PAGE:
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Re: Thirumantram

From: Sridhar Srinivasan (
Date: Mon Oct 07 1996 - 21:34:51 PDT

The recent discussion about the esoteric nature of the Tirumantram and the
need to control or inhibit unfettered usage in this group brings up several
relevant philosophical issues.  As a mumukshu or one who is desirous of
being a mumukshu, I have felt that it is wrong to disqualify any human being
from practicing his or her way of being that on the basis of an outsider's
pereception (i.e., perception of another person in determining whether I am
qualified to even utter something as divine as the thirumantram), which is
an entirely subjective state.  One of the cornerstones for the inherent
value of Sri Vaishnava sampradayam as propounded by Emberumaanaar and some
of our foremost Acharyas (Sri MaNavaaLa Maamunigal, Sri PiLLai Lokacharyar,
Sri Parasara Bhattar, Sri Azhagiya MaNavALa perumAL nAyanAr to name a few)
is the spirit of open-ness and the inclusive nature of the philosophy, the
fact that no human being is precluded from participating in the joy of
uttering the Lord's names.

In Mumukshupadi, it is stated that every one desirous of pursuing the
ultimate goal of Moksham at the feet of our lord has to know three rahasyangal:

Mumukshuvukku aRiya vENDum rahasyam moonru
adil prathama rahasyam thirumantram  .....

The other two rahasyas in turn are contained within the Tirumantram (dvayam
and Charama slokam).  Now, at the surface, these divine sayings are
accessible to any human being.  There is not and there ought not to be any
restriction on uttering or meditating on these.  The rahasyam components
above stems in the meanings that our pooravacharayaLs have given us that is
a virtual pathway to understanding the relationship of the jeevatma wrt
paramaatma.  Now, this knowledge can be obtained only at the feet of a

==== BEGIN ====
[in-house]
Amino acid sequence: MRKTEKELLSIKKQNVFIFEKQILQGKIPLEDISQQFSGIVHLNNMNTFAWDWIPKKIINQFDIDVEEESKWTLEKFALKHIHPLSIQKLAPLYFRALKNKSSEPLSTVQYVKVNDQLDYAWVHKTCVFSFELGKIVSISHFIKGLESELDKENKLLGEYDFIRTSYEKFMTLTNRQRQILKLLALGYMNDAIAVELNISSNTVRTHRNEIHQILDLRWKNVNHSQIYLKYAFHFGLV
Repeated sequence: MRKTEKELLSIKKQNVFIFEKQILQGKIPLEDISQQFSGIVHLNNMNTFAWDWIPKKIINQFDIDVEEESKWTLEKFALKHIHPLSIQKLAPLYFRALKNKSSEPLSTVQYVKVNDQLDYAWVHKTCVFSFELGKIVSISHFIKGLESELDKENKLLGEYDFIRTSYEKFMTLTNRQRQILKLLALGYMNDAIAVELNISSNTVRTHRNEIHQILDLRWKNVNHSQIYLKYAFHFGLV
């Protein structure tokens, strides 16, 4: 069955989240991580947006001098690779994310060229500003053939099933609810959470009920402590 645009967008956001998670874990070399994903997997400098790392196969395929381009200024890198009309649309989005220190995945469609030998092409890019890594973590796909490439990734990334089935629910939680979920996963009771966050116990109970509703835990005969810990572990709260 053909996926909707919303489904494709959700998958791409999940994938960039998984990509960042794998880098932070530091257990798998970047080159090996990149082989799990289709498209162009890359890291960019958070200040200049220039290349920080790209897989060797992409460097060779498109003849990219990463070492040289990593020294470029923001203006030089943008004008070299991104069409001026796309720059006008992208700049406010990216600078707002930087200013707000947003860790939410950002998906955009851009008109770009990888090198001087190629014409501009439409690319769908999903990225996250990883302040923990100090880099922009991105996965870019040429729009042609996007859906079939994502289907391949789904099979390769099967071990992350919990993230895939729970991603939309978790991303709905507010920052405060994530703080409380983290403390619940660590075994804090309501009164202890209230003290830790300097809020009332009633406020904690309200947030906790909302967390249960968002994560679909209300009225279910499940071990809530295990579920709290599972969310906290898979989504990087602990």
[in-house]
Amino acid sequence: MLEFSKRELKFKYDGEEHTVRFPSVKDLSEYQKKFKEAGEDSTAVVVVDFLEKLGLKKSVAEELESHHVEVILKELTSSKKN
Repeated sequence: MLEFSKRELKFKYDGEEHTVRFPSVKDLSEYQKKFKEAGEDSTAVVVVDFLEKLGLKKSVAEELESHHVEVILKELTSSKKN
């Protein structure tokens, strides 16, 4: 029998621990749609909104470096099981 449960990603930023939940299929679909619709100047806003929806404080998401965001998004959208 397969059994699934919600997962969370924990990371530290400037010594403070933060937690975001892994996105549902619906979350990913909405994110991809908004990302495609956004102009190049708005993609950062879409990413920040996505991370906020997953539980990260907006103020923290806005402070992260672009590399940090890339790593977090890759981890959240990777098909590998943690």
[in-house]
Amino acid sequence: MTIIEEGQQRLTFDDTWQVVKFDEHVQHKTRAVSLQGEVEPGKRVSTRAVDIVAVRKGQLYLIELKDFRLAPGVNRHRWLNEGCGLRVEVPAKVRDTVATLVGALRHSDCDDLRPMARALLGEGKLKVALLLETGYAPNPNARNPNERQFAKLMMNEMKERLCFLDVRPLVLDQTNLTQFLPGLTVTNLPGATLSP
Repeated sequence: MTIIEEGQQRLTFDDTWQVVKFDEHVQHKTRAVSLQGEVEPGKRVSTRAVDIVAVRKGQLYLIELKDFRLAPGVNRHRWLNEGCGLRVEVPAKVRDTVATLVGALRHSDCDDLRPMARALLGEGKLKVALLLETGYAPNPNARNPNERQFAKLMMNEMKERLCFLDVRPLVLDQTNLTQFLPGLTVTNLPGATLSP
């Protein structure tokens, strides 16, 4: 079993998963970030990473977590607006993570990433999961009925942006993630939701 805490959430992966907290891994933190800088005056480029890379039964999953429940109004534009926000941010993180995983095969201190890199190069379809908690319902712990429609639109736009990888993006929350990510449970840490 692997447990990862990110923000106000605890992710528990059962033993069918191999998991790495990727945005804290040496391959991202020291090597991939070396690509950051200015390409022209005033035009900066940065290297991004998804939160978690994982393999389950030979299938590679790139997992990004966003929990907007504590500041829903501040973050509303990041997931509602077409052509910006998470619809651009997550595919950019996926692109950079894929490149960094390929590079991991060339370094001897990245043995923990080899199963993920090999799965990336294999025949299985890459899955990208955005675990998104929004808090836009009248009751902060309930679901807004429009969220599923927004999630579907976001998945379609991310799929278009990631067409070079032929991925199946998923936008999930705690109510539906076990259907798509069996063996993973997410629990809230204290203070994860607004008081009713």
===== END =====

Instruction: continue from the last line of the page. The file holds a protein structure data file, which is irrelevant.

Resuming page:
qualified Acharya.  There is a definite difference between the states of
uttering the Tirumantram with no cognisance of its deeper meaning and its
anusandhaanam with a complete knowledge of the deeper meanings.  However, it
would be wrong to sideline another human being as an anadhikAari because x
or y thinks so.  Who are we to decide someone is or is not an adhikaari?  In
fact there is no support in mumukshuppaDi for Sri Varadhan's following

*****begin Sri Varadhan's quote******

> One should take care that one meditates on it without the thirumantram being
> heard by the non-adhikaaris ('anadhikaarikaL')
> in fact, if a non-adhikaari picks up the thirumantram, the mantram will do
> him/her/it good as it is said in mumukshupadi 18, 19 & 20

******End Sri Varadhan's quote*******

Mumukshuppadi 18 - 20:

idhudaan kulam tharum engira paDiye yellaa apekshithangaLaiyum koDukkum
Iswarya kaivalya bagavallabhangaLai aasaippattavargaLukku avattrai koDukkum
karma gnyana bhaktigaLile izhindavargaLukku virodhiyaippokki avathai
thalaikkatti kkoDukkum

It is extremely important to be accurate when quoting our poorvacharyaars
because there cannot be a greater bhAgavathApachAram than ascribing narrow,
regressive notions (clearly stemming from our ignorance) to their utterances.

Comments by Sri Kalale in this context brings to fore the futility of going
around in circles in defining qualifying requirements for being able to
discuss these issues, and it is important to remember something that Sri
periyaazhwaar says in periyaazhwaar thirumozhi (fourth shathakam-pathu,
sixth thirumozhi):

kaasum karaiyuDai:

maNNIl piRandu maNNahum maaniDa pEriTTu
angu eNNam onRinRirukkum ezhai manisargaal
karumuhil kaNNan naamame naNNumin
naaraNan tham annai naraham puhaaL

In Sri vachana BhooshaNam, Sri PiLLai lokacharyar very eloquently points the
need for recognizing our own thazhmai (state of inferiority) thus:

manassukku theemaiyAvadu swaguNathaiyum bhagavat bhAgavatha doshathaiyu
dOsham ninaiyAdozhigiradhu guNambOle uNDAyiRukkavonnu
doshamuNDenRu ninaikkil adhu paradosham anRu swadosham

To think of oneself in superior terms is a dosham.  Further, to find fault
or even
non-qualifying states in others is not paradosham, rather it is swa-dOsham.
When time ought to be spent in ridding one of one's own state of nescience
(and the Acharya feels there is not enough time in a lifetime to achieve
this), it is hardly meaningful to indulge in wondering about the states of
evolution (or lack of them) for others.

Aazhwaar Emberumaanaar Jeeyar ThiruvadigaLe SharaNam